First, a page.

Lee Zin-mi really is a sweet little girl, but that is about the only true thing about the propaganda film she was supposed to star in. Russian filmmaker Vitaly Mansky was supposed to make it, because he would have given it international credibility. However, unlike other disgracefully compliant filmmakers allowed inside the notoriously closed state, he quickly and repeatedly clashed with his minders. Mansky duly followed the ground-rules requiring him to allow the authorities to review his footage each night, but digital is a subversive format. Unbeknownst to them, Mansky’s camera was not simply recording between “action” and “cut.” He also captured the minders as they staged the phony propaganda. Viewers get a rare chance to peak behind the curtain of DPRK rhetoric to see the enforcers threatening little girls to look “joyous” or else in Mansky’s Under the Sun (trailer here), which opens this Wednesday in New York.
Wherever little Lee goes, there is always someone there to lecture her (and us) on the glories of the Kim Royal Dynasty. As she prepares for her initiation into the Children’s Union, her family will live in a fake apartment (nice, but not spectacular by most nations’ standards) and actually eat regular meals. Her father starts the film as a journalist, but he then becomes the engineer at a garment factory. We get to see him celebrate with the joyful workers when their latest productivity results are announced, but with each successive take, the minders keep increasing their quota-busting percentages.
Under the Sun starts slow, allowing us to get to know Lee and her family. However, when Mansky and editor Andrej Paperny let the first apparatchik peak into the frame, the film takes a seriously sinister turn. We then watch as Lee’s pageant dance instructor reduces her to tears. Of course, the command to “look happy” always remains in full force.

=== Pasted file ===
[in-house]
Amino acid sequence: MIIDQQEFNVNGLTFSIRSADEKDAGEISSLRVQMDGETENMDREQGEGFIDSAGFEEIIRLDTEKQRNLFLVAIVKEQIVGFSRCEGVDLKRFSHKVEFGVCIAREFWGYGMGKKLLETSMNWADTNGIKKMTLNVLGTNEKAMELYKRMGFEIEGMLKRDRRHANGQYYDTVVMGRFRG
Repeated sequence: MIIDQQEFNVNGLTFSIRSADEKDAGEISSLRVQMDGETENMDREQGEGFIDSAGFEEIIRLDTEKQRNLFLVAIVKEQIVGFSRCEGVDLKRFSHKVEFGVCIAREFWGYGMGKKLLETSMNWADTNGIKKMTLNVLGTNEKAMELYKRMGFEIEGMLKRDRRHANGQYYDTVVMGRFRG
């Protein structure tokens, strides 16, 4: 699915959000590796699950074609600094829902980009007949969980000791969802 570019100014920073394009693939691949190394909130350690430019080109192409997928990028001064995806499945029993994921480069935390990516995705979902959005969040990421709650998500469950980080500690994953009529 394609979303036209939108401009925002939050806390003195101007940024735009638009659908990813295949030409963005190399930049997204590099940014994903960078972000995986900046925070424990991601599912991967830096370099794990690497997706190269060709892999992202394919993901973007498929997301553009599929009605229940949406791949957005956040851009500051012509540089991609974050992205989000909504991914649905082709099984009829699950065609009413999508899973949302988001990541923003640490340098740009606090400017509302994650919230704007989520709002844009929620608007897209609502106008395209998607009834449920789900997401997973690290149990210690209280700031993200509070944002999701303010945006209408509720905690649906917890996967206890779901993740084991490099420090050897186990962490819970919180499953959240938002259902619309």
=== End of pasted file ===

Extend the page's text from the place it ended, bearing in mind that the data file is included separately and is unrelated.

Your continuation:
Even when they are faking it, everyone looks miserable in North Korea. This is especially true of the everyday crowd footage Mansky presumably captured surreptitiously. Yet, what really makes the film sting are the moments when we see how much pressure young Lee is under. She is just a kid. She shouldn’t have the full weight of the Kim family dictatorship weighing down on her. However, if Mansky had ignored this terrible reality, it would only make matters worse.
Needless to say, Under the Sun has provoked outrage from North Korean authorities, as well as Putin’s Ministry of Culture, which thought it was co-financing a very different film. Perhaps most disappointing was the revelation a MoMA curator axed Under the Sun from this year’s Documentary Fortnight, for fear of offending North Korea. That led to a mini-firestorm and her apparent dismissal. If that is indeed how things went down, MoMA deserves credit. For too long and too often, submitting to censorship demands at the expense of our freedoms has been seen as the safe choice. At least in this case, there were professional costs for betraying the values of free expression all film curators should necessarily share.
Be that as it may, Under the Sun is a fascinating film, but it could have used Mansky’s voice to more fully explain what was happening just outside our field of vision. We can see enough to fully understand the gist of the situation, but there must have been even greater lunacy they tried to hide from the mostly Russian crew. Still, there is an unvarnished, un-spun integrity to the film as it is.
The world cinema community has a dual responsibility in this case. We should all see Under the Sun and take stock of the ways Mansky circumvented his minders. (Australian filmmaker Anna Broinowski should hang her head in shame, because Under the Sun truly exposes how cravenly subservient she was while making the gutless puff piece, Aim High in Creation.) Going forward, the international film world also should do its best to keep tabs on Lee and her family. The regime should be made to understand if anything happens to the Lees, it will reflect disgrace on them. Very highly recommended, Under the Sun opens this Wednesday (7/6) in New York, at Film Forum.